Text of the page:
To mitigate risk, cybersecurity and GRC teams should ensure that thorough due diligence is conducted prior to new vendor onboarding. Vendor onboarding should include the signing of contracts to determine whether the vendor security program aligns with the expectations of the organization, specifically regarding cybersecurity and confidentiality. Effective due diligence of new vendors includes evaluating vendor qualifications, credentials, regulatory compliance, history of financial stability and assessing the vendor’s available independent assurance reports. A standardized due diligence process for vendor onboarding allows the internal audit department to test vendor security controls that were evaluated by the cybersecurity or GRC team. There are various IT and cybersecurity risk factors that must be considered, such as:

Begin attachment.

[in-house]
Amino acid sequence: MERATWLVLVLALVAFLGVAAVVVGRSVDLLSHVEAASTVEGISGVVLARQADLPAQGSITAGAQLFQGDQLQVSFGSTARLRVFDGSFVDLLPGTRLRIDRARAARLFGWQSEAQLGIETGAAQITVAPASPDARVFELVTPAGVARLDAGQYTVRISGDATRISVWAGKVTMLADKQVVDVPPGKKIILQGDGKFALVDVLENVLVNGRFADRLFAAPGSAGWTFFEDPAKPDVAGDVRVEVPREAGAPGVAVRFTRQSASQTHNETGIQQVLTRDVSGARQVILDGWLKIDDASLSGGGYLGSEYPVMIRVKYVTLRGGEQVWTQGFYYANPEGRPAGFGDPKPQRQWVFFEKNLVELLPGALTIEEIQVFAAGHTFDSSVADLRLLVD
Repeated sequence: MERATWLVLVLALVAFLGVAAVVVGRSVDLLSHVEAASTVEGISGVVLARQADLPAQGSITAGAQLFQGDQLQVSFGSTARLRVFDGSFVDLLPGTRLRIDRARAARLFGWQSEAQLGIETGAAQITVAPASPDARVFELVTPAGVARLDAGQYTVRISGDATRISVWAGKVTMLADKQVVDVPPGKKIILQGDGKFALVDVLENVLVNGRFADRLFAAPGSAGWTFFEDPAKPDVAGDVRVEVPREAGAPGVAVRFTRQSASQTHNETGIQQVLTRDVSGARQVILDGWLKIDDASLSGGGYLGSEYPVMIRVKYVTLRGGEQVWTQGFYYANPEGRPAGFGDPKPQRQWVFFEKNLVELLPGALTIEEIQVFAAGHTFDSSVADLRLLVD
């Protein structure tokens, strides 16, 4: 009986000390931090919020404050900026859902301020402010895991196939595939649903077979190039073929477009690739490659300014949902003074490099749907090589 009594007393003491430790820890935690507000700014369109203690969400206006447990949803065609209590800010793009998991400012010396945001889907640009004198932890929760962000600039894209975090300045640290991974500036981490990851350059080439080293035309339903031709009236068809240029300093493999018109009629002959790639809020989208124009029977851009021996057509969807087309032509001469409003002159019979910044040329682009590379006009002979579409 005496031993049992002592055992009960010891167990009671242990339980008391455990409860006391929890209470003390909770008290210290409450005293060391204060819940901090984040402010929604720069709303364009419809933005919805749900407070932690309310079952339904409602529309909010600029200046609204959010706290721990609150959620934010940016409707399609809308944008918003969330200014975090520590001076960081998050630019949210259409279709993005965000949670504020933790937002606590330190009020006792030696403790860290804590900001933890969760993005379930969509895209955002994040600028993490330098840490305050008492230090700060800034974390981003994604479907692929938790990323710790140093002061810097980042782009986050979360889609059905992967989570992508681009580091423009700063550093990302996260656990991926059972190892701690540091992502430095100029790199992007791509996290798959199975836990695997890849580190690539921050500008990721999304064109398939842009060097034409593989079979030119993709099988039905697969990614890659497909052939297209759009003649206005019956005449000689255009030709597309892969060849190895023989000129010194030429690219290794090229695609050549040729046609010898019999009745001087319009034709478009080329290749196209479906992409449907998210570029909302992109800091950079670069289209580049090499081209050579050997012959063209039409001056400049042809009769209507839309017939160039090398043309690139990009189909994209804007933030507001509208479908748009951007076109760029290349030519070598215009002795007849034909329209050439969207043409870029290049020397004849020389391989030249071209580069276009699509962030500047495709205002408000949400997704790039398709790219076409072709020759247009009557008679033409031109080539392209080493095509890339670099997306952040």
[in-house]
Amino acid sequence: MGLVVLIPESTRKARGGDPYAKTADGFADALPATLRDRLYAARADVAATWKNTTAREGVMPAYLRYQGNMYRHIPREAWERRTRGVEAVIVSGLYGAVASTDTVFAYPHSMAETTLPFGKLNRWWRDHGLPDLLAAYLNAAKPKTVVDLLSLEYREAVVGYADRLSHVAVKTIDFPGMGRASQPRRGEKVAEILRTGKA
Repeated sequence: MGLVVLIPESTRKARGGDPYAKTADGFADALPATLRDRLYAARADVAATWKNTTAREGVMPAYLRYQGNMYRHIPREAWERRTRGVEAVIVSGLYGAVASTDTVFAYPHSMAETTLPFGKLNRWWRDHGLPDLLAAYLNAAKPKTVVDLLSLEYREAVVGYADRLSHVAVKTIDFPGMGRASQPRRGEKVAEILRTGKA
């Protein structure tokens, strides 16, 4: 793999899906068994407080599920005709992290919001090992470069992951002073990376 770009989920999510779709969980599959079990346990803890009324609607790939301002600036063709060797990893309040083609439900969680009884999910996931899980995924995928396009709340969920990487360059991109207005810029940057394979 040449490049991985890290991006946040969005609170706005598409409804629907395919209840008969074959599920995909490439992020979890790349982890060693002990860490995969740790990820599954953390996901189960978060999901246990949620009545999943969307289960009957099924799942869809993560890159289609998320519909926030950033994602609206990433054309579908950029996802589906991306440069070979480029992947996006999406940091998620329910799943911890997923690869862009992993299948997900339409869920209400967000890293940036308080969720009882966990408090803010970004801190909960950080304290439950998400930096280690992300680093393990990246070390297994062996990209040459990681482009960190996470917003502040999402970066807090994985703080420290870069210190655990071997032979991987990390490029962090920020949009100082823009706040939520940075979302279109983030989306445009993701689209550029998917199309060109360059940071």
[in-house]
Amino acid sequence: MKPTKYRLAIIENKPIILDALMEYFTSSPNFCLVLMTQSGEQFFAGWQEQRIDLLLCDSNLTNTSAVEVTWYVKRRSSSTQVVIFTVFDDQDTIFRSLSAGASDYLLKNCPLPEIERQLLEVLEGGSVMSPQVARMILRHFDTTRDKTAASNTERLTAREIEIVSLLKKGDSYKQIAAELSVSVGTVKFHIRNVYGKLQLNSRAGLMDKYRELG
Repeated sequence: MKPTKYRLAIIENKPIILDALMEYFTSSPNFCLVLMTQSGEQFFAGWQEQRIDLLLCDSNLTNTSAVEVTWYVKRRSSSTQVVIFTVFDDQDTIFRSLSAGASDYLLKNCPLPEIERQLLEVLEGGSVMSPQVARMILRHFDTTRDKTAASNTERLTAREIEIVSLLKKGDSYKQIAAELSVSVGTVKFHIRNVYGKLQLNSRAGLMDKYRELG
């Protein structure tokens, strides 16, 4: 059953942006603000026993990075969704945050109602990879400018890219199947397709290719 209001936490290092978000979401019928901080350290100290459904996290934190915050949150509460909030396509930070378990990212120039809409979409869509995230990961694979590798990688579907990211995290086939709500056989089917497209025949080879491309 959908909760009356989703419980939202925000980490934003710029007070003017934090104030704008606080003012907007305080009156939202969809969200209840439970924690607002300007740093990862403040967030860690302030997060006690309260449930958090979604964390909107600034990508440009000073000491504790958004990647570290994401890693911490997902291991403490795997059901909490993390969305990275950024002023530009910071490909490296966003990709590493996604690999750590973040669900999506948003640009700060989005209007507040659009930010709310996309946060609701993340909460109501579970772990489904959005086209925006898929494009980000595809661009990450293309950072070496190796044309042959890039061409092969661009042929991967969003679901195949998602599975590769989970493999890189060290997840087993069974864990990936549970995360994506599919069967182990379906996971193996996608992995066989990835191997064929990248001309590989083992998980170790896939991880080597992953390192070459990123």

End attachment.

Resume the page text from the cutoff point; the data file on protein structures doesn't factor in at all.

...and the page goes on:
- Where a vendor-provided IT application is hosted (e.g., onsite, at a colocation data center chosen by the vendor, in the cloud by the vendor (such as via a Software-as-a-Service [SaaS] product)
- How users are authenticating on the system and verification of password requirements
- Application programming interface (API) configurations or other interfaces
Control 4: Contract and Agreement Management